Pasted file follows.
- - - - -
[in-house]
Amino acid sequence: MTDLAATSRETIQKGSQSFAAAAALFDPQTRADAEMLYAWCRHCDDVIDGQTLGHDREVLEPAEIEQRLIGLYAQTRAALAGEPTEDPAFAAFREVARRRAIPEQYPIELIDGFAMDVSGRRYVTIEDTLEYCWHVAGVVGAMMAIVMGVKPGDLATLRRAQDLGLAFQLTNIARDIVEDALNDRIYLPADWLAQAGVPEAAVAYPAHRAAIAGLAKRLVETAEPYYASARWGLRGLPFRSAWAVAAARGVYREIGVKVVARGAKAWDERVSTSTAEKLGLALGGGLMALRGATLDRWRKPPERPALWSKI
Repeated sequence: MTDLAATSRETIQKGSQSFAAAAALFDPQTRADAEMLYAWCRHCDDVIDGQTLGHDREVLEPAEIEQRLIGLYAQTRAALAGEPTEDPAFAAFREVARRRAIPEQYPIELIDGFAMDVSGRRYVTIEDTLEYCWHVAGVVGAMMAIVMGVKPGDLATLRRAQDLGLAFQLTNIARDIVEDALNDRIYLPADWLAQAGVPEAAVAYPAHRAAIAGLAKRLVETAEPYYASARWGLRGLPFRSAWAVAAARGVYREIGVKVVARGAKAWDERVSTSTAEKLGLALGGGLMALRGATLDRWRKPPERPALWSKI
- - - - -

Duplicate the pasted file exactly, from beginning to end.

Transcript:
[in-house]
Amino acid sequence: MTDLAATSRETIQKGSQSFAAAAALFDPQTRADAEMLYAWCRHCDDVIDGQTLGHDREVLEPAEIEQRLIGLYAQTRAALAGEPTEDPAFAAFREVARRRAIPEQYPIELIDGFAMDVSGRRYVTIEDTLEYCWHVAGVVGAMMAIVMGVKPGDLATLRRAQDLGLAFQLTNIARDIVEDALNDRIYLPADWLAQAGVPEAAVAYPAHRAAIAGLAKRLVETAEPYYASARWGLRGLPFRSAWAVAAARGVYREIGVKVVARGAKAWDERVSTSTAEKLGLALGGGLMALRGATLDRWRKPPERPALWSKI
Repeated sequence: MTDLAATSRETIQKGSQSFAAAAALFDPQTRADAEMLYAWCRHCDDVIDGQTLGHDREVLEPAEIEQRLIGLYAQTRAALAGEPTEDPAFAAFREVARRRAIPEQYPIELIDGFAMDVSGRRYVTIEDTLEYCWHVAGVVGAMMAIVMGVKPGDLATLRRAQDLGLAFQLTNIARDIVEDALNDRIYLPADWLAQAGVPEAAVAYPAHRAAIAGLAKRLVETAEPYYASARWGLRGLPFRSAWAVAAARGVYREIGVKVVARGAKAWDERVSTSTAEKLGLALGGGLMALRGATLDRWRKPPERPALWSKI